Why Betty Gilpin Feels ‘A Thousand Feet Tall’ on ‘GLOW’

Betty Gilpin has been Emmy-nominated for both seasons of GLOW so far. Season 3 just premiered this summer, but her current nomination is for last year’s second season, so just wait until next year’s nominations. Gilpin plays Debbie Eagen, a working mother who takes on the alter ego of Liberty Belle, the Americana heroine of women’s wrestling in the ‘80s.

Betty Gilpin
Betty Gilpin attends the Netflix FYSEE Glow ATAS | Emma McIntyre/Getty Images for Netflix

Netflix has a Television Critics Association for season 2 of GLOW, which ultimately led to Gilpin’s second nomination. It was a harrowing season that saw Debbie experiment with drugs try to balance her growing popularity with her son. GLOW is inspired by the real Gorgeous Ladies of Wrestling and all three seasons are available to stream on Netflix.

Why Betty Gilpin feels 1000 feet tall on ‘GLOW’

GLOW  features an ensemble cast of powerful women playing badasses in the ring who still get to be vulnerable outside.

Betty Gilpin in GLOW
Betty Gilpin on GLOW | Erica Parisse/Netflix

“I really relate to Debbie in a lot of ways, as a woman and actress, and from watching my friends become mothers, I guess I see this part of them that you sort of connect to your Greek self, I guess. And maybe everyone feels this way, that there’s this tiny part of you that thinks, oh, maybe I could be powerful and maybe I could be special and loud and a thousand feet tall if someone gave me the opportunity to. And then Debbie feels that way, and then her job for the day is to paint her nails and put on a nice outfit. And all this thousand-foot-tall feeling gets crammed into this very small posing package. And I think she’s just done with it and is ready to explode. And I think wrestling has given her an opportunity to feel a thousand feet tall if only for five minutes.”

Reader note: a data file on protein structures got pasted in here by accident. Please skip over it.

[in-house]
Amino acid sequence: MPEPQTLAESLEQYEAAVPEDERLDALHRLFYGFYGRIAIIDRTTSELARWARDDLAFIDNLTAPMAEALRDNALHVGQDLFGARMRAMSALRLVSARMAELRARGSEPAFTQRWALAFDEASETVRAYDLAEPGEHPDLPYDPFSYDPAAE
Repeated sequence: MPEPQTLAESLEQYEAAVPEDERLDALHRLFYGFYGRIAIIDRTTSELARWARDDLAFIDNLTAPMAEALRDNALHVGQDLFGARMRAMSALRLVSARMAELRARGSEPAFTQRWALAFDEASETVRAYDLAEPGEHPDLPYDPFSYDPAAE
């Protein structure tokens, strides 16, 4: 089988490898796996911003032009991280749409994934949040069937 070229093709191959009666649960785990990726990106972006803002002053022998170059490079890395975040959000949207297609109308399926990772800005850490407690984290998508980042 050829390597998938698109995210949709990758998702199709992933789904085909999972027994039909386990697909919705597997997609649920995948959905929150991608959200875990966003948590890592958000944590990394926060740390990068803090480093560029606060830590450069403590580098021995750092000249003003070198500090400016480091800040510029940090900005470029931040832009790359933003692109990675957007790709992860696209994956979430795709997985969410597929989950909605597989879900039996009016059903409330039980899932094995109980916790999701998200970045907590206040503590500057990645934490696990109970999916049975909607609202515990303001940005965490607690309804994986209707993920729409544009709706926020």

Betty Gilpin, Televisoin Critics Association Panel, 7/29/18

‘GLOW’ is about how women can claim their strength

The real GLOW was short-lived in the ‘80s, although it was glorious for the women who performed in GLOW. As a drama, GLOW shows how women can take the strength they find in the ring into their real lives.

Betty Gilpin
Betty Gilpin onstage at Netflix FYSEE Rebels & Rulebreakers | Charley Gallay/Getty Images for Netflix

“I think that a trait that a lot of the characters share is that, even though we’re all very different, I think a lot of us are very lonely and feel like our lives didn’t go the way that we thought they would. And that GLOW, the show within the show is this sort of weird island where we get to pretend to be the warriors we thought we were gonna become when we were little girls. And then we’re all going back to our houses crying in our bathrooms but I think that that warrior self that they’re finding in the ring is slowly bleeding into their personal lives. I think Liberty Belle has made Debbie a stronger Debbie at the grocery store and at work as a producer.”

Betty Gilpin, Television Critics Association panel, 7/29/18

‘GLOW’ was finally a license to overact

Betty Gilpin appeared in Nurse Jackie, Masters of Sex and Elementary, real world shows that required real-world performances. Even on the fantasy American Gods, Gilpin played a human character. Finally, GLOW was a license to go wild, both in the ring and filming promos for the wrestling show.

Betty Gilpin and Alison Brie on GLOW | Erica Parise/Netflix

“I think something that happens for girls who want to be actors, I think that something we probably all shared when we were nine was the kind of ham quality of putting on a show for your family or being crazy and weird and making the biggest faces possible and singing in line for the airport and just being a ham, crazy kid. And I wanted to play Miss Hannigan. And I wanted to be a clown. And then I think at a certain point when you’re an actress in your twenties or when you start auditioning, it’s like be small in your choices, small in your body, and be a complement to the male character who can have the Miss Hannigan clown stuff going on. And I think it’s a slow lesson to learn. Oh, no one wants me to be loud and big and my 8-year-old making my family laugh in line for the airport. And this job is so rare that it’s asking for our 8-year-old ham selves, as well as our 15-year-old journaling selves and our 75-year-old future selves. I think that we’ll never get this again. It’s crazy and I could do this job forever. And I think that is reflected in the finished product.”

Betty Gilpin, Television Critics Association panel 7/29/18